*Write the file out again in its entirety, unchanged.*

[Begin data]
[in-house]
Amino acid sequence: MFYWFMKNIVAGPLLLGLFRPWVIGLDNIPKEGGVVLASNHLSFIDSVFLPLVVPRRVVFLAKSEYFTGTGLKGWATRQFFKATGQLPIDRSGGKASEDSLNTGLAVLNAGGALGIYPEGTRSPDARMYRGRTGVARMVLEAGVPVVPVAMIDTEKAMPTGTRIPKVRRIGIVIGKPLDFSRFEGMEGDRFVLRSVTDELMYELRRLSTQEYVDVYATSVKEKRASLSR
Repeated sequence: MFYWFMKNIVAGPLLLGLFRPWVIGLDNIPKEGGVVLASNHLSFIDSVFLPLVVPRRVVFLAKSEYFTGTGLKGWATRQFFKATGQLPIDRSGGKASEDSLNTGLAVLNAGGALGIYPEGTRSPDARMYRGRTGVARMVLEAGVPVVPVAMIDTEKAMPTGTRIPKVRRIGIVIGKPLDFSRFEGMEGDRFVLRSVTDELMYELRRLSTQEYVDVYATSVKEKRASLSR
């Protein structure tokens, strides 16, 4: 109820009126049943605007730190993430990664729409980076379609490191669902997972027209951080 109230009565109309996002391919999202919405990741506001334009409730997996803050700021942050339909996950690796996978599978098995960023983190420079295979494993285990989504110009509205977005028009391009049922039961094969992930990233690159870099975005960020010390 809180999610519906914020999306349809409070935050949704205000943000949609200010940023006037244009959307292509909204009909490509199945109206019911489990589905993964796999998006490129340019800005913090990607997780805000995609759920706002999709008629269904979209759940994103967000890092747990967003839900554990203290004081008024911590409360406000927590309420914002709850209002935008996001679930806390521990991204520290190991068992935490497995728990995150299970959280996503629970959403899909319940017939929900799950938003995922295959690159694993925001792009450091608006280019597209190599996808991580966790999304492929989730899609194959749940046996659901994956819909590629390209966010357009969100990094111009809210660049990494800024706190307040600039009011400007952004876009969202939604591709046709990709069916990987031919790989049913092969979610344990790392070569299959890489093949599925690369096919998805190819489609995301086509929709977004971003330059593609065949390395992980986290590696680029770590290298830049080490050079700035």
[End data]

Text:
[in-house]
Amino acid sequence: MFYWFMKNIVAGPLLLGLFRPWVIGLDNIPKEGGVVLASNHLSFIDSVFLPLVVPRRVVFLAKSEYFTGTGLKGWATRQFFKATGQLPIDRSGGKASEDSLNTGLAVLNAGGALGIYPEGTRSPDARMYRGRTGVARMVLEAGVPVVPVAMIDTEKAMPTGTRIPKVRRIGIVIGKPLDFSRFEGMEGDRFVLRSVTDELMYELRRLSTQEYVDVYATSVKEKRASLSR
Repeated sequence: MFYWFMKNIVAGPLLLGLFRPWVIGLDNIPKEGGVVLASNHLSFIDSVFLPLVVPRRVVFLAKSEYFTGTGLKGWATRQFFKATGQLPIDRSGGKASEDSLNTGLAVLNAGGALGIYPEGTRSPDARMYRGRTGVARMVLEAGVPVVPVAMIDTEKAMPTGTRIPKVRRIGIVIGKPLDFSRFEGMEGDRFVLRSVTDELMYELRRLSTQEYVDVYATSVKEKRASLSR
């Protein structure tokens, strides 16, 4: 109820009126049943605007730190993430990664729409980076379609490191669902997972027209951080 109230009565109309996002391919999202919405990741506001334009409730997996803050700021942050339909996950690796996978599978098995960023983190420079295979494993285990989504110009509205977005028009391009049922039961094969992930990233690159870099975005960020010390 809180999610519906914020999306349809409070935050949704205000943000949609200010940023006037244009959307292509909204009909490509199945109206019911489990589905993964796999998006490129340019800005913090990607997780805000995609759920706002999709008629269904979209759940994103967000890092747990967003839900554990203290004081008024911590409360406000927590309420914002709850209002935008996001679930806390521990991204520290190991068992935490497995728990995150299970959280996503629970959403899909319940017939929900799950938003995922295959690159694993925001792009450091608006280019597209190599996808991580966790999304492929989730899609194959749940046996659901994956819909590629390209966010357009969100990094111009809210660049990494800024706190307040600039009011400007952004876009969202939604591709046709990709069916990987031919790989049913092969979610344990790392070569299959890489093949599925690369096919998805190819489609995301086509929709977004971003330059593609065949390395992980986290590696680029770590290298830049080490050079700035």